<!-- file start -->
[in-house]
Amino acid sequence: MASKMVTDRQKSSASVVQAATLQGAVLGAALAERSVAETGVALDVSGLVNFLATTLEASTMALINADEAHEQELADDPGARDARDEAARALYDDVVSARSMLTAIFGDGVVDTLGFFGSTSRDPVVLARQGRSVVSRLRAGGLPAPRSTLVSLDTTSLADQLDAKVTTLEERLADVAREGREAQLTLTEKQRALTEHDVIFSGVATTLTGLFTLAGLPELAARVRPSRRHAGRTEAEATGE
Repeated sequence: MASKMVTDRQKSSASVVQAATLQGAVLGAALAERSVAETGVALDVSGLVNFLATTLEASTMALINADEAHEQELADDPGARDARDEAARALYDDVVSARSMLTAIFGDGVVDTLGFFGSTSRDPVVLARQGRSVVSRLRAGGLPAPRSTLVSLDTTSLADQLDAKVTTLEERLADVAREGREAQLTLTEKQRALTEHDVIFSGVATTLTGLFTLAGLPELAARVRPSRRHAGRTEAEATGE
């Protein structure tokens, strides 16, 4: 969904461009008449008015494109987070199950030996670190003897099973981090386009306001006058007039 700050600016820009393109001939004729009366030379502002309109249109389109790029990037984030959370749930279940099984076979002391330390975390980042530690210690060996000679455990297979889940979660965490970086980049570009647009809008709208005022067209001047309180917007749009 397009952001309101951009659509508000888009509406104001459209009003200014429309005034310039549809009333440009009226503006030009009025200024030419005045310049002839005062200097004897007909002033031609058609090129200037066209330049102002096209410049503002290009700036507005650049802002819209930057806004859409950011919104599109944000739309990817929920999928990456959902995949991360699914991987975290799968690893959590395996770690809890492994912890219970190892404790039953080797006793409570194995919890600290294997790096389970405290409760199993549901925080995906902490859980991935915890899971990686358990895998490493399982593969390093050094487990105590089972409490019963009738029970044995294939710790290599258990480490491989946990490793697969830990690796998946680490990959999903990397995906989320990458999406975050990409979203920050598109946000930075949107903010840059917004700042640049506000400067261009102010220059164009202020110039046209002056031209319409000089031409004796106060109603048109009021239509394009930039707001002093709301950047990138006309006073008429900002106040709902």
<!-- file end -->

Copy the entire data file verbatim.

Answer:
[in-house]
Amino acid sequence: MASKMVTDRQKSSASVVQAATLQGAVLGAALAERSVAETGVALDVSGLVNFLATTLEASTMALINADEAHEQELADDPGARDARDEAARALYDDVVSARSMLTAIFGDGVVDTLGFFGSTSRDPVVLARQGRSVVSRLRAGGLPAPRSTLVSLDTTSLADQLDAKVTTLEERLADVAREGREAQLTLTEKQRALTEHDVIFSGVATTLTGLFTLAGLPELAARVRPSRRHAGRTEAEATGE
Repeated sequence: MASKMVTDRQKSSASVVQAATLQGAVLGAALAERSVAETGVALDVSGLVNFLATTLEASTMALINADEAHEQELADDPGARDARDEAARALYDDVVSARSMLTAIFGDGVVDTLGFFGSTSRDPVVLARQGRSVVSRLRAGGLPAPRSTLVSLDTTSLADQLDAKVTTLEERLADVAREGREAQLTLTEKQRALTEHDVIFSGVATTLTGLFTLAGLPELAARVRPSRRHAGRTEAEATGE
């Protein structure tokens, strides 16, 4: 969904461009008449008015494109987070199950030996670190003897099973981090386009306001006058007039 700050600016820009393109001939004729009366030379502002309109249109389109790029990037984030959370749930279940099984076979002391330390975390980042530690210690060996000679455990297979889940979660965490970086980049570009647009809008709208005022067209001047309180917007749009 397009952001309101951009659509508000888009509406104001459209009003200014429309005034310039549809009333440009009226503006030009009025200024030419005045310049002839005062200097004897007909002033031609058609090129200037066209330049102002096209410049503002290009700036507005650049802002819209930057806004859409950011919104599109944000739309990817929920999928990456959902995949991360699914991987975290799968690893959590395996770690809890492994912890219970190892404790039953080797006793409570194995919890600290294997790096389970405290409760199993549901925080995906902490859980991935915890899971990686358990895998490493399982593969390093050094487990105590089972409490019963009738029970044995294939710790290599258990480490491989946990490793697969830990690796998946680490990959999903990397995906989320990458999406975050990409979203920050598109946000930075949107903010840059917004700042640049506000400067261009102010220059164009202020110039046209002056031209319409000089031409004796106060109603048109009021239509394009930039707001002093709301950047990138006309006073008429900002106040709902």